Liz Yarnold and Katie Uhlaender on keeping skeleton racing clean
On Nov. 18, the BMW IBSF World Cup skeleton race at the Utah Olympic Park started to draw down. The winners had been determined, with Russia’s Elena Nikitina finishing first and setting a new push record for women’s skeleton at the UOP. As the competition concluded, Lizzy Yarnold, 2014’s gold medalist at the Sochi Olympics for Great Britain, got her gear in order. Just before getting on the truck back to the top, Yarnold, who had placed eighth overall, bumped into third-place finisher Jacqueline Loelling of Germany, and remarked on how pretty the bouquet of roses Loelling had won was.
Without a thought, Loelling plucked one of the roses out of the bouquet and gave it to Yarnold, who thanked her with genuine surprise, then hopped on the truck.
“A single red rose from another athlete is very, very, romantic, and shows that women support women, and even though we are enemies on the track, we are very much supporting each other in life,” Yarnold said as the truck bounced up the road back to the starting line. “We’re quite focused all the time and it’s nice to remember we’re not just athletes, we’re women, were sisters, we’re daughters and everything.”
The rose was a bright spot in a year when massive doping problems within the Olympics have been brought to light. Since 2014, more than 100 Russian athletes have been positively confirmed for doping by the International Olympic Committee. Those findings have brought clean athletes closer together.
Sitting across from Yarnold, American slider Katie Uhlaender joined the conversation.
“I have the utmost respect for Maya (Pedersen) and Liz,” she said, referencing the Swiss slider, also on the truck. “If you handle it the right way and you support each other, you end up finding out what you’re truly capable of, and I think that’s what sport is about.”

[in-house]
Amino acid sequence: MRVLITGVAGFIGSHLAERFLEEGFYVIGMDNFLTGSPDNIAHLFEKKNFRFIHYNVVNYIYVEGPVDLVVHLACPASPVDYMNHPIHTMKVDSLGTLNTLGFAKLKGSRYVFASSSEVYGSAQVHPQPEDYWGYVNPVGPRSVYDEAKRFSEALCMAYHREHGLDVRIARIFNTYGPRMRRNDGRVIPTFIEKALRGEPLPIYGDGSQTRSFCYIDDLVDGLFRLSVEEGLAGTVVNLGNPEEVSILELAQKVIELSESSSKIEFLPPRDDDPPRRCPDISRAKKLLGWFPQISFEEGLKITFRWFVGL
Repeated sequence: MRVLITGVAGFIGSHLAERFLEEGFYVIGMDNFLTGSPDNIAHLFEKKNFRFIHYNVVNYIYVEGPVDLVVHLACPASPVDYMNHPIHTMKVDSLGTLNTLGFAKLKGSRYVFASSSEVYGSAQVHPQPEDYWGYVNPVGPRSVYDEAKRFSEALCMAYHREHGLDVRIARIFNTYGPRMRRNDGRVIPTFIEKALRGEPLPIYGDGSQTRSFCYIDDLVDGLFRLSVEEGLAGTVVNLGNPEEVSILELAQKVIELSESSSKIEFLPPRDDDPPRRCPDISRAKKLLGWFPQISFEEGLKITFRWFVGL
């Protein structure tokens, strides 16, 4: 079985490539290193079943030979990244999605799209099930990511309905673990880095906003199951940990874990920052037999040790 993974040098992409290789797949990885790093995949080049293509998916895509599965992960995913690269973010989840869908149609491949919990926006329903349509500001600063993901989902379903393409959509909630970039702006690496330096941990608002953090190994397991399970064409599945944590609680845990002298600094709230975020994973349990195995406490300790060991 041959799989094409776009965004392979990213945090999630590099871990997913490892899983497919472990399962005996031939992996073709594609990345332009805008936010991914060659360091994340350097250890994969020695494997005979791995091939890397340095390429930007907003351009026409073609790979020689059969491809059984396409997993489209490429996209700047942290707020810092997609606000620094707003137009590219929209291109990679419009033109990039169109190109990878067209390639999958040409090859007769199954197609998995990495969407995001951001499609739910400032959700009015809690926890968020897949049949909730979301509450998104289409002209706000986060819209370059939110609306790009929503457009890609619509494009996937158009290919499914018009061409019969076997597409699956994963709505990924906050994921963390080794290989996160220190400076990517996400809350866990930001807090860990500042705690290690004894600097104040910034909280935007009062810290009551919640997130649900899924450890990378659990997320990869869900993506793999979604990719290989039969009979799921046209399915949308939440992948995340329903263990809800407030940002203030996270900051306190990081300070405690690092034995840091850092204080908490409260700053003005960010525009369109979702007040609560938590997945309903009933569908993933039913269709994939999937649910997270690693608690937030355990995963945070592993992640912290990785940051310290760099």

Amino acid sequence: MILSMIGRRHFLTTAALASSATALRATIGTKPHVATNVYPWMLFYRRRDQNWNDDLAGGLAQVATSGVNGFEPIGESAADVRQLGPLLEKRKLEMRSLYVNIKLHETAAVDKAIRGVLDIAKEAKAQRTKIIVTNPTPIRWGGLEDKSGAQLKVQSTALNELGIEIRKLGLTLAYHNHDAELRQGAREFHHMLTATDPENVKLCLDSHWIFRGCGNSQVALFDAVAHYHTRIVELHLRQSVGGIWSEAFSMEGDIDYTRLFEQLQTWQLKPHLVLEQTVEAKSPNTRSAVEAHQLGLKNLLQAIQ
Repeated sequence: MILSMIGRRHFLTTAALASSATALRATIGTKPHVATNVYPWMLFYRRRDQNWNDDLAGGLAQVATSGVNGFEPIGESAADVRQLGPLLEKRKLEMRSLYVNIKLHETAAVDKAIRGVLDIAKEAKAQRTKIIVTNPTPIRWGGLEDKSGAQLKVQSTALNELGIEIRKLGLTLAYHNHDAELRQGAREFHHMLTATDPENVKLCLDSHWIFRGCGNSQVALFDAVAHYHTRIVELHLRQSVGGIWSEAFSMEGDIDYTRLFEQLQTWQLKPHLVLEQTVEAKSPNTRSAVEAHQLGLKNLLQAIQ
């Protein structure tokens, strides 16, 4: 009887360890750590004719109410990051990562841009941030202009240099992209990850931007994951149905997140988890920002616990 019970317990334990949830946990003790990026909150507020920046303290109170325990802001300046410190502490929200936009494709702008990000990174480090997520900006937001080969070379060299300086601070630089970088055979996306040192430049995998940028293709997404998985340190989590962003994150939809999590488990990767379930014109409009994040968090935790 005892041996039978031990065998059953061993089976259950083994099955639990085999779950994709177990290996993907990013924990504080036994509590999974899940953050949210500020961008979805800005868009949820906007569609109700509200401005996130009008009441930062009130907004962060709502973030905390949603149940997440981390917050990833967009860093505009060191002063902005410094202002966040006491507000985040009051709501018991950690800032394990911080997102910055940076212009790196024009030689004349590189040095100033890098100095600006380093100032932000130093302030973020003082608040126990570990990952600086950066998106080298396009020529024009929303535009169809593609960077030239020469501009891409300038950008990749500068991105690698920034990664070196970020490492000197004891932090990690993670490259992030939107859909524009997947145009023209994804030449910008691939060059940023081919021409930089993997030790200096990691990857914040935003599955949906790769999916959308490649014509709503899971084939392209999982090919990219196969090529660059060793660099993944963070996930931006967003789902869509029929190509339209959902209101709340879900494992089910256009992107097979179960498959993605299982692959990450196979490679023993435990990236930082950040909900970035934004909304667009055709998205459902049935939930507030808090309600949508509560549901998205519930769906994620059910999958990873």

Uhlaender said she admired Yarnold’s commitment to clean sport. She has spoken out against doping following the flood of positive test results from Russian athletes.
“I thank you for that,” Uhlaender said.
“Gotta do our bit,” Yarnold replied.
Uhlaender said Yarnold’s commitment shows how much the British athlete respects the sport, and said it inspires her to compete harder. As for doping, Uhlaender said athletes in the community are trying to upbeat.
“For me, looking at someone who I know is a clean athlete and who is competing well and supporting not just her teammates but her overall competitors, that’s the attitude and that’s the focus on what we can control,” she said. “The news and all the things outside of our community are just distractions. We are doing our best to just focus on competing with integrity and honor and respecting each other.”
On Nov. 22, just days after the BMW World Cup in Park City, Nikitina, who took bronze in Sochi, and Alexander Tretyakov, a Sochi gold medalist who finished sixth at the UOP, were banned from competition by the International Olympic Committee for doping.
The results leave the U.S. as Sochi’s medal leader.
On Dec. 5, the IOC will rule on whether to ban Russia from the 2018 games or not.
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